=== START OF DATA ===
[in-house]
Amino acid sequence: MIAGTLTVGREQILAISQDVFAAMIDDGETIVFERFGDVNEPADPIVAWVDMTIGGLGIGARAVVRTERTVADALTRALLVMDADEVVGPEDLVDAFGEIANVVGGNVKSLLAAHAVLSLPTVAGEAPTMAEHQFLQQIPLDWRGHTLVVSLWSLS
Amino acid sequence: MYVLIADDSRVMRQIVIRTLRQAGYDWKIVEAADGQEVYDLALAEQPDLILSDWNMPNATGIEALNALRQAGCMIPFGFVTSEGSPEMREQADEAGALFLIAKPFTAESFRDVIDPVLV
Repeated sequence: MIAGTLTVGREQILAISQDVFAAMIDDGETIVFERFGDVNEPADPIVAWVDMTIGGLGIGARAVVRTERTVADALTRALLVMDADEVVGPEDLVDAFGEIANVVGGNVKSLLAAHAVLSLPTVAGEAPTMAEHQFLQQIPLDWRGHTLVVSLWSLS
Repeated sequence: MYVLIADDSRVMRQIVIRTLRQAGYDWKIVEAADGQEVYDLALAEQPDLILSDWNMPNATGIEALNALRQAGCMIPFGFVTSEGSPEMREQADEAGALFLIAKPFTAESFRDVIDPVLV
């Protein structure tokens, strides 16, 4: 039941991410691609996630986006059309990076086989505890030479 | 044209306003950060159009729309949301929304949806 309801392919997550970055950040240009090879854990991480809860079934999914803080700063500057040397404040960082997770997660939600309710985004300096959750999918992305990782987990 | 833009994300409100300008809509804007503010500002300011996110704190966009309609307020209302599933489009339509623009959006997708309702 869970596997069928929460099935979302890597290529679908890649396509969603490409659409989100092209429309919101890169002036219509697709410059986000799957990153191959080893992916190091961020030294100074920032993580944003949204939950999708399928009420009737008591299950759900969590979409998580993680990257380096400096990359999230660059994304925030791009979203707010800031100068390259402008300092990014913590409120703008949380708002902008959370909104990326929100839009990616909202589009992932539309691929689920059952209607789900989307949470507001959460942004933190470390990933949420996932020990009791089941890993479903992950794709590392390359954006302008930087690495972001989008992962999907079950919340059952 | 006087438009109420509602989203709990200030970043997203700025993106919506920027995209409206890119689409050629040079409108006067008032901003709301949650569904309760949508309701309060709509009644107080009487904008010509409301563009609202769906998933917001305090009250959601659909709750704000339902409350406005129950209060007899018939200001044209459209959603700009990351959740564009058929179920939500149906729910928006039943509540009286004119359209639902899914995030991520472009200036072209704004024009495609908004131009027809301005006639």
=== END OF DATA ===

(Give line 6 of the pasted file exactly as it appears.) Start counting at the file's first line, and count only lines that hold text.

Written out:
């Protein structure tokens, strides 16, 4: 039941991410691609996630986006059309990076086989505890030479 | 044209306003950060159009729309949301929304949806 309801392919997550970055950040240009090879854990991480809860079934999914803080700063500057040397404040960082997770997660939600309710985004300096959750999918992305990782987990 | 833009994300409100300008809509804007503010500002300011996110704190966009309609307020209302599933489009339509623009959006997708309702 869970596997069928929460099935979302890597290529679908890649396509969603490409659409989100092209429309919101890169002036219509697709410059986000799957990153191959080893992916190091961020030294100074920032993580944003949204939950999708399928009420009737008591299950759900969590979409998580993680990257380096400096990359999230660059994304925030791009979203707010800031100068390259402008300092990014913590409120703008949380708002902008959370909104990326929100839009990616909202589009992932539309691929689920059952209607789900989307949470507001959460942004933190470390990933949420996932020990009791089941890993479903992950794709590392390359954006302008930087690495972001989008992962999907079950919340059952 | 006087438009109420509602989203709990200030970043997203700025993106919506920027995209409206890119689409050629040079409108006067008032901003709301949650569904309760949508309701309060709509009644107080009487904008010509409301563009609202769906998933917001305090009250959601659909709750704000339902409350406005129950209060007899018939200001044209459209959603700009990351959740564009058929179920939500149906729910928006039943509540009286004119359209639902899914995030991520472009200036072209704004024009495609908004131009027809301005006639």